My son gave four years to the Army, as did my Big Daddy and his Dad too if I'm not wrong. We're an Army family I suppose. That surprises me to write, since I grew up in the stone-age of the 1960s watching coffins come back from Viet Nam on the news every night, and protestors with flowers and that famous song, sung from John and Yoko's bed.
I wouldn't let my kids play with guns of any kind when they were little (I thought war was a human habit that could be stemmed if we didn't encourage our little warriors to play games of pretend death.) No squirt guns, no finger guns, no, don't bite your sandwich into a gun and shoot your brother with it. They had to really work me to get the Ghost Busters gun-like thing, because "It sucks ghosts IN mom, it doesn't shoot anything out!"
Andrew had to blackmail me in the worst possible way to get me to sign the papers for him to join the Army at 17 during wartime under the command of a man who doesn't know that nucular isn't a word. I didn't even get them birth certificates after their home-births till later in their lives, and I established a pattern of sleep-walking as early as their pediatric visits to help
lay the groundwork to keep them safe from a draft. I was born a little too late to be a true hippie, a little too early and lacking in self-confidence to be a dancing queen at the disco. I just thought that people should be nice to each other.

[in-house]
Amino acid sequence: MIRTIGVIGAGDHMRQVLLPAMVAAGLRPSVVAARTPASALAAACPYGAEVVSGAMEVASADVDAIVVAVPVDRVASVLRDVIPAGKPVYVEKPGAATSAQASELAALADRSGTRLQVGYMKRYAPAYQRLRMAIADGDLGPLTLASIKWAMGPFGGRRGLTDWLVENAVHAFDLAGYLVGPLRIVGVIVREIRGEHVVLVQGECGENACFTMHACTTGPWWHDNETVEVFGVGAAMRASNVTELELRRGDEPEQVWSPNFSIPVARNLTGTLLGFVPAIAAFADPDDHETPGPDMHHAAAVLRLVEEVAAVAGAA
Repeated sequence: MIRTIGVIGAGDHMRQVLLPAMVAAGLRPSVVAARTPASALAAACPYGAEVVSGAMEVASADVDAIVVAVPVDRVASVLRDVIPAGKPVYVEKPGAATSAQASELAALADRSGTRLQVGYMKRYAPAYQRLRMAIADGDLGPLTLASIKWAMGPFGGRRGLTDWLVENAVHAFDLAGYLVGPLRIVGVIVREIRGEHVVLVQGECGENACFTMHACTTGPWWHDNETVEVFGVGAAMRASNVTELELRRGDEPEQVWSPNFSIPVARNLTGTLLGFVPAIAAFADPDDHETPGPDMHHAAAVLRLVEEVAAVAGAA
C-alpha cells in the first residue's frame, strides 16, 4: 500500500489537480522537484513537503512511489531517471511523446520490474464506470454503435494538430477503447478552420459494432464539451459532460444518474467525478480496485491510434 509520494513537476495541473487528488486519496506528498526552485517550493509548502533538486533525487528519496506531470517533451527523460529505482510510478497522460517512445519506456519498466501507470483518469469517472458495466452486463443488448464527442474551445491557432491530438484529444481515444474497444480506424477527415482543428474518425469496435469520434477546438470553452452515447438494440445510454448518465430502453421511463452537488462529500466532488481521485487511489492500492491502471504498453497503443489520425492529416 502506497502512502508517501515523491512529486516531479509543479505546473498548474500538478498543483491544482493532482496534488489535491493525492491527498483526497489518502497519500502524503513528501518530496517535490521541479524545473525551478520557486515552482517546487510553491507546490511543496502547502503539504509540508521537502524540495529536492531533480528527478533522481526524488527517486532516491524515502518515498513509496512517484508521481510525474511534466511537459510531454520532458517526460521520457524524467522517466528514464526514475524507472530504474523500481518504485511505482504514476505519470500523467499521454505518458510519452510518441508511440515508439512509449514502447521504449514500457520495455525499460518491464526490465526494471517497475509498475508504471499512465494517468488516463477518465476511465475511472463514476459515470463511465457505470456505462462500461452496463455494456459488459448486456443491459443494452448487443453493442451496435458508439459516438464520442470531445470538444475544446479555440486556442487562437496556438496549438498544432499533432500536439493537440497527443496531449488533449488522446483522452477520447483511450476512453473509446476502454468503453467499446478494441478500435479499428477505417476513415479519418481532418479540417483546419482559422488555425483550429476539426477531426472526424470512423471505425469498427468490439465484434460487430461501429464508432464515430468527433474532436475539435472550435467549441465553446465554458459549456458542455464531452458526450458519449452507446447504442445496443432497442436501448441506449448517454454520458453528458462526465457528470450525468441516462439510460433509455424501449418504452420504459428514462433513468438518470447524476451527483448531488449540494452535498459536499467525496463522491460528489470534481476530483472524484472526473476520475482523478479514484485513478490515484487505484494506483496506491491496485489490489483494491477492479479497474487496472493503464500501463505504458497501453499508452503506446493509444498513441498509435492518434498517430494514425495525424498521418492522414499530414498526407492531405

Michael and I just watched a very interesting television show about Jerusalem and the crazy
antics that have been going on there for centuries, fighting over a rock. Somehow our Teacher Lady managed to show us only the beauty of the monuments and leave out much of the blood-soaked history that surrounds the objects we studied. Maybe I just didn't want to hear it. Timor and the Mongols were bastards, I remember that part. If you were to ask me today though I would say that I just spent a semester studying beauty and not blood.
I am starting to realize that the urge to war does not originate with little California boys with
squirt guns though. One thing that fascinates me in footage of riotous discord in the middle-east though: You throw that rock today and it's an Israeli rock, but pick it up and throw it back and it's a Palestinian rock. Somewhere in the Akashic record is the number of times each rock has changed its allegiance and intention.
I am torn in the conflict between my abhorrence of war and my admiration for those who will dedicate their lives to the concept of military service. I detest the former, and have great admiration for the latter. I guess I will have to leave that as one of life's conundrums however, I don't even have the energy to come to a concrete conclusion and defend it in debate form.
What I really want to talk about is body piercing. It's ancient. It's National Geographic. It's those primitive indigenous peoples who go around poking, cutting and marking themselves. Watching it in a school movie with the calming yet authoritative male voice-over about how lucky the brown people were to have the white people show up and put a stop to all of that could make me shudder, and avert my eyes into my best friend's shoulder. How could they do that? Circus side-shows collected a million nickels selling a glimpse of the crazy things people will do to their bodies.